logo EDITE Clement PILLIAS
État académique
Thèse en cours...
Sujet: Interaction avec des textes numériques bilingues
Direction de thèse:
Ellipse bleue: doctorant, ellipse jaune: docteur, rectangle vert: permanent, rectangle jaune: HDR. Trait vert: encadrant de thèse, trait bleu: directeur de thèse, pointillé: jury d'évaluation à mi-parcours ou jury de thèse.
Productions scientifiques
Looking behind Bezels: French Windows for Wall Displays
Using tiled monitors to build wall-sized displays has multiple advantages: higher pixel density, simpler setup and easier calibration. However, the resulting display walls suffer from the visual discontinuity caused by the bezels that frame each monitor. To avoid introducing distortion, the image has to be rendered as if some pixels were drawn behind the bezels. In turn, this raises the issue that a non-negligible part of the rendered image, that might contain important information, is visually occluded. We propose to draw upon the analogy to french windows that is often used to describe this approach, and make the display really behave as if the visualization were observed through a french window. We present and evaluate two interaction techniques that let users reveal content hidden behind bezels. ePan enables users to offset the entire image through explicit touch gestures. GridScape adopts a more implicit approach: it makes the grid formed by bezels act like a true french window using head tracking to simulate motion parallax, adapting to users' physical movements in front of the display. The two techniques work for both single- and multiple-user contexts.
AVI - 11th working conference on Advanced visual interfaces - 2012conference proceeding 2012-05-22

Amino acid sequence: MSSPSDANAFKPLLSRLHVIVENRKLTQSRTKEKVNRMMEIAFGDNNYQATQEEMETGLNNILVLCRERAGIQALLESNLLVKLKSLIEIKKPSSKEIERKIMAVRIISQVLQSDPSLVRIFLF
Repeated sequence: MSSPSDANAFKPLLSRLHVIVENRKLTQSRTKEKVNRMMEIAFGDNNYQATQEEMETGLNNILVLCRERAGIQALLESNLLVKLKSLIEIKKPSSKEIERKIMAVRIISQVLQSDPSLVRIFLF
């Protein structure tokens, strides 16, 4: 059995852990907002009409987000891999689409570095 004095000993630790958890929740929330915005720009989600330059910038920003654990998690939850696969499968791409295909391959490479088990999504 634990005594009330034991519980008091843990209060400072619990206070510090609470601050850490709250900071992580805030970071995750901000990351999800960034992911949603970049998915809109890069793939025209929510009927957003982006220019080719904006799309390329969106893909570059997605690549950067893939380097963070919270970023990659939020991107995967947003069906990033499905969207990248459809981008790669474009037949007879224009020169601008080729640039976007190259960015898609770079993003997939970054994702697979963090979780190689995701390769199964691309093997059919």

Multisurface Interaction in the WILD Room
The WILD room (wall-sized interaction with large datasets) serves as a testbed for exploring the next generation of interactive systems by distributing interaction across diverse computing devices, enabling multiple users to easily and seamlessly create, share, and manipulate digital content.
IEEE COMPUTERarticle in peer-reviewed journal 2012-04-02
Shared Substance: Developing Flexible Multi-Surface Applications
International audience
This paper presents a novel middleware for developing flexible interactive multi-surface applications. Using a scenario-based approach, we identify the requirements for this type of applications. We then introduce Substance, a data-oriented framework that decouples functionality from data, and Shared Substance, a middleware implemented in Substance that provides powerful sharing abstractions. We describe our implementation of two applications with Shared Substance and discuss the insights gained from these experiments. Our finding is that the combination of a data- oriented programming model with middleware support for sharing data and functionality provides a flexible, robust solution with low viscosity at both design-time and run-time.
CHI '11: Proceedings of the 29th international Conference on Human Factors in Computing Systems Conference on Human Factors in Computing Systems - CHI 2011 https://hal.archives-ouvertes.fr/hal-00997891 ACM. Conference on Human Factors in Computing Systems - CHI 2011, May 2011, Vancouver, Canada. pp.3383--3392, <10.1145/1978942.1979446>Conference papers 2011-05-07